Saturday, October 24, 2015

Trucks VS. “The Truck”

Power Ram

In 1987, my maternal grandfather bought a silver, 1986 Dodge “Power” Ram 150 Royal SE. Little did he know he would be buying his grandson (who was not born yet) a lifetime of memories, junk, and vegetables. I have grown up around cars but never SUVs or trucks.

Generally speaking, my grandfather and I don’t have a tremendous amount in common, except for “The Truck.” And my parents raised me with the thinking that owning a truck was a waste of time.

I can remember one hot afternoon in June, sometime in the late 90’s. For family bonding, my grandfather suggested we take The Truck out. He said he wanted to see what it could do.  Mind you, I did not think much about it but he wanted to take a small adventure. In a few years, his eyesight would be starting to fail, so he probably figured he should enjoy the time he had left with The Truck.

And his grandson, of course.

We used to like going to the 84 Auction but we always just referred to it as “the auction.” We looked at the junk people brought to it, and since he liked vegetables, we looked at those too. He bought tomatoes he claimed were very hard to find in western Pennsylvania.

Okay, Pap. Whatever you say.

I didn’t mind tomatoes, but I hated other vegetables. I was ready for a nice, home-cooked hamburger from their café.

In a county park, he decided to step on the gas to see if we could make it up this side-trail thing. Yep, that is the best way I can describe it: a side-trail thing. I was a kid – that’s what it looked like to me. There were a lot of leaves on the ground for some reason, I remember; weird for a summer day in Mingo Park, Nottingham Township, Pennsylvania.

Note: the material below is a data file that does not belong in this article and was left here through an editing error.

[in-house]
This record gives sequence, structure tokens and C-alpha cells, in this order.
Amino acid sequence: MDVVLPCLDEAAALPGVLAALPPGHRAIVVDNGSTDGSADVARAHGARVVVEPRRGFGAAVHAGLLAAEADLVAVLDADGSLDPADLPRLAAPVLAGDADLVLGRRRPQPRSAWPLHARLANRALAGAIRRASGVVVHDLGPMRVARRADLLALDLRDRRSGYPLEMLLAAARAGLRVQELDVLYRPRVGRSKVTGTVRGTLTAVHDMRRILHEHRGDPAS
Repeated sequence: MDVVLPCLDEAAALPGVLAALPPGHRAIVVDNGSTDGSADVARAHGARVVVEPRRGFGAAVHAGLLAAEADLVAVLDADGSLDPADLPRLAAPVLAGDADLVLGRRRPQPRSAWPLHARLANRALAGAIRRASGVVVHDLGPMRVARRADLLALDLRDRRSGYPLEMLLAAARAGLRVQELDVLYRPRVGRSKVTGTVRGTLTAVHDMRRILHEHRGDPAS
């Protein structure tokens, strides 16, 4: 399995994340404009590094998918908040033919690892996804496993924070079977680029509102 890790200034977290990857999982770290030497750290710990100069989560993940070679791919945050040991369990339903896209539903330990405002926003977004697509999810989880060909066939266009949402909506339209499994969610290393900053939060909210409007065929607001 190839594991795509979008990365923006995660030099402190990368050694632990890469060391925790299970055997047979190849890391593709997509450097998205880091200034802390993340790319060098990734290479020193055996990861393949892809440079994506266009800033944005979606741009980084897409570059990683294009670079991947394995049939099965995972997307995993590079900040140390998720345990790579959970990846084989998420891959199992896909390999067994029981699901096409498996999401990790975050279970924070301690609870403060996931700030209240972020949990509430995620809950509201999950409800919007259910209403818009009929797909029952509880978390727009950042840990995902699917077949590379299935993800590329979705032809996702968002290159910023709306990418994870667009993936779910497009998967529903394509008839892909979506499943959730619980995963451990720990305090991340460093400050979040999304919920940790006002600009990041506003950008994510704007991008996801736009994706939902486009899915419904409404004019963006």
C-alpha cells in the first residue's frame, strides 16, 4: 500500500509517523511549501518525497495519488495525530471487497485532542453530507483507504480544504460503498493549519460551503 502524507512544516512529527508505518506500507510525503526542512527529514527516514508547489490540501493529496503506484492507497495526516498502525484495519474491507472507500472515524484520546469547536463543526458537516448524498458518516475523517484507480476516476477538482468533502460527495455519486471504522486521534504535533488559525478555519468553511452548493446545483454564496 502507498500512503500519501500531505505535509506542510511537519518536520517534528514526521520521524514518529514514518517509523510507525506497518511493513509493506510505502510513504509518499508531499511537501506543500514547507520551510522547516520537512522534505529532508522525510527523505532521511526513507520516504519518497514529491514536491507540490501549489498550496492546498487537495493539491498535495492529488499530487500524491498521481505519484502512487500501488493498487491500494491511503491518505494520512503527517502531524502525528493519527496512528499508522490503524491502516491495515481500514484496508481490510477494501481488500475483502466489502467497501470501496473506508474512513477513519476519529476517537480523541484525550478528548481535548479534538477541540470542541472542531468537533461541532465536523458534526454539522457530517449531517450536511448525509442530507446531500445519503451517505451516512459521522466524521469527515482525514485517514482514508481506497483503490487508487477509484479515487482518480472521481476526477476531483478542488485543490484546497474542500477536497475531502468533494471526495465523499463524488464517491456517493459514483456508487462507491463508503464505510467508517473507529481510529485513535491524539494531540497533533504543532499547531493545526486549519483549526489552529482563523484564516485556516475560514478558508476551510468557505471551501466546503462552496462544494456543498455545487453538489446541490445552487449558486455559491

I think here is good to say The Truck had a smoke problem. “It was just the valve covers,” or something to that effect he used to say. He still smiles about it to this day. When he turned the key to “start,” a small cloud of blue smoke would emit from the truck’s only tailpipe. While the tailpipe was fine, it was the blue smoke that would make some people point and laugh. I remember getting excited, because it was different, and because it meant we were leaving to go somewhere – although on this day, we didn’t get too far.

He stomped on the gas a bit, but backed off quickly. The Truck’s old-school, few-geared automatic allowed for a little bit of torque to roar from its Chrysler 318 in3 V-8 engine. I think we hit all of about 8 mph, but up a decent side hill it felt faster of course. Not that The Truck was fast, but it felt fast for going up a hill.

This is where grandpap’s eyesight started to misguide him a little bit. He got too close to a branch on the side of the “side-trail” and took out the cover for his running board.

“Oops,” he laughed.

He didn’t exactly treat this like a Mercedes E-Class owner would treat a car but I think he cared a little bit. He put the mighty Truck in reverse to pick it up.

“Oh well,” I think he said.

I felt bad he broke part of his vehicle, but started laughing at the silliness of it all. At least the drive-train was fine and the transfer case seemed to be working all right. The V-8 rumbled on and the dull “4WD ENGAGED” remained lit.